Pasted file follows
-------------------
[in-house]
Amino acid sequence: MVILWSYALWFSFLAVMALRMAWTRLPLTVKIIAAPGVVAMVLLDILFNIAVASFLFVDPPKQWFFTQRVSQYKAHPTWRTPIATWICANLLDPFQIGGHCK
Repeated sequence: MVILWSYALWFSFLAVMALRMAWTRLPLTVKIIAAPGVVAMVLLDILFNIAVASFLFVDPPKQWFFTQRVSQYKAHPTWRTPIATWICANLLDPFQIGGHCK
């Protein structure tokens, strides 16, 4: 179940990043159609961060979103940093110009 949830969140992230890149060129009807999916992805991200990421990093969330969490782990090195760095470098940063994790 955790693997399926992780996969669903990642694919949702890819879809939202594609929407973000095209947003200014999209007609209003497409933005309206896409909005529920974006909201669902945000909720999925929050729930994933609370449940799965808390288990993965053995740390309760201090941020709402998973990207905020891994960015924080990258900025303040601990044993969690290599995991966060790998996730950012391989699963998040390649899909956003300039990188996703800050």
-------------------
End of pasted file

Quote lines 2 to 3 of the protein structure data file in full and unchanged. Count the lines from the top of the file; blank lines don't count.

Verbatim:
Amino acid sequence: MVILWSYALWFSFLAVMALRMAWTRLPLTVKIIAAPGVVAMVLLDILFNIAVASFLFVDPPKQWFFTQRVSQYKAHPTWRTPIATWICANLLDPFQIGGHCK
Repeated sequence: MVILWSYALWFSFLAVMALRMAWTRLPLTVKIIAAPGVVAMVLLDILFNIAVASFLFVDPPKQWFFTQRVSQYKAHPTWRTPIATWICANLLDPFQIGGHCK